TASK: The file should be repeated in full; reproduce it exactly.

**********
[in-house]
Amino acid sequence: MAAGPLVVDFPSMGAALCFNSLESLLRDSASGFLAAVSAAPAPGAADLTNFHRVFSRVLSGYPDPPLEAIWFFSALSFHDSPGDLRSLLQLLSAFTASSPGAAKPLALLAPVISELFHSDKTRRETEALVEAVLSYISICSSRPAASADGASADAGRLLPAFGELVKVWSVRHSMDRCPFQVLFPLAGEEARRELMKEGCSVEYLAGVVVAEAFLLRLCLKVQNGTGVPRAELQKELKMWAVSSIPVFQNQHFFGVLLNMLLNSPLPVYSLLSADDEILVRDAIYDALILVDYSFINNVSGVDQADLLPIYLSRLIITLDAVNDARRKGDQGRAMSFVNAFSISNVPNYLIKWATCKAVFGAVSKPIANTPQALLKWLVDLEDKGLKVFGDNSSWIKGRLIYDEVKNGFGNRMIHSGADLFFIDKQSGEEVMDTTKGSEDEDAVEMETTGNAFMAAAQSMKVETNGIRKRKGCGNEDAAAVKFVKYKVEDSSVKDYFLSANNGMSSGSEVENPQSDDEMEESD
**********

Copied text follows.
[in-house]
Amino acid sequence: MAAGPLVVDFPSMGAALCFNSLESLLRDSASGFLAAVSAAPAPGAADLTNFHRVFSRVLSGYPDPPLEAIWFFSALSFHDSPGDLRSLLQLLSAFTASSPGAAKPLALLAPVISELFHSDKTRRETEALVEAVLSYISICSSRPAASADGASADAGRLLPAFGELVKVWSVRHSMDRCPFQVLFPLAGEEARRELMKEGCSVEYLAGVVVAEAFLLRLCLKVQNGTGVPRAELQKELKMWAVSSIPVFQNQHFFGVLLNMLLNSPLPVYSLLSADDEILVRDAIYDALILVDYSFINNVSGVDQADLLPIYLSRLIITLDAVNDARRKGDQGRAMSFVNAFSISNVPNYLIKWATCKAVFGAVSKPIANTPQALLKWLVDLEDKGLKVFGDNSSWIKGRLIYDEVKNGFGNRMIHSGADLFFIDKQSGEEVMDTTKGSEDEDAVEMETTGNAFMAAAQSMKVETNGIRKRKGCGNEDAAAVKFVKYKVEDSSVKDYFLSANNGMSSGSEVENPQSDDEMEESD